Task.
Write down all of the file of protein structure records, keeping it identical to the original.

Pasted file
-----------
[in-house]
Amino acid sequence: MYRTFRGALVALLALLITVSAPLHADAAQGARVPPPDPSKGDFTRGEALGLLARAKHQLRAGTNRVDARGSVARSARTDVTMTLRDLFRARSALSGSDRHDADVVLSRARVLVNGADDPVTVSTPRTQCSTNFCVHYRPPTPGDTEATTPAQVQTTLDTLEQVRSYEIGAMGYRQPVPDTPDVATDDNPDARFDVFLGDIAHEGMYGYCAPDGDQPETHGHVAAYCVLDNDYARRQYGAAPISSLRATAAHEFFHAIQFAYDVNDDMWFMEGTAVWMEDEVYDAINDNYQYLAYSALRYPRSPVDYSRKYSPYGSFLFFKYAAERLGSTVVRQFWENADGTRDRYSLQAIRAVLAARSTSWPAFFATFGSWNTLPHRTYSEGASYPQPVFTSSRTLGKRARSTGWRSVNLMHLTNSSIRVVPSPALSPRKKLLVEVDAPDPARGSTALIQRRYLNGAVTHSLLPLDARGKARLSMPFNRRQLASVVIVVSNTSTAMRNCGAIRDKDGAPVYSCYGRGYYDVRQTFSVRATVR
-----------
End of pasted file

[in-house]
Amino acid sequence: MYRTFRGALVALLALLITVSAPLHADAAQGARVPPPDPSKGDFTRGEALGLLARAKHQLRAGTNRVDARGSVARSARTDVTMTLRDLFRARSALSGSDRHDADVVLSRARVLVNGADDPVTVSTPRTQCSTNFCVHYRPPTPGDTEATTPAQVQTTLDTLEQVRSYEIGAMGYRQPVPDTPDVATDDNPDARFDVFLGDIAHEGMYGYCAPDGDQPETHGHVAAYCVLDNDYARRQYGAAPISSLRATAAHEFFHAIQFAYDVNDDMWFMEGTAVWMEDEVYDAINDNYQYLAYSALRYPRSPVDYSRKYSPYGSFLFFKYAAERLGSTVVRQFWENADGTRDRYSLQAIRAVLAARSTSWPAFFATFGSWNTLPHRTYSEGASYPQPVFTSSRTLGKRARSTGWRSVNLMHLTNSSIRVVPSPALSPRKKLLVEVDAPDPARGSTALIQRRYLNGAVTHSLLPLDARGKARLSMPFNRRQLASVVIVVSNTSTAMRNCGAIRDKDGAPVYSCYGRGYYDVRQTFSVRATVR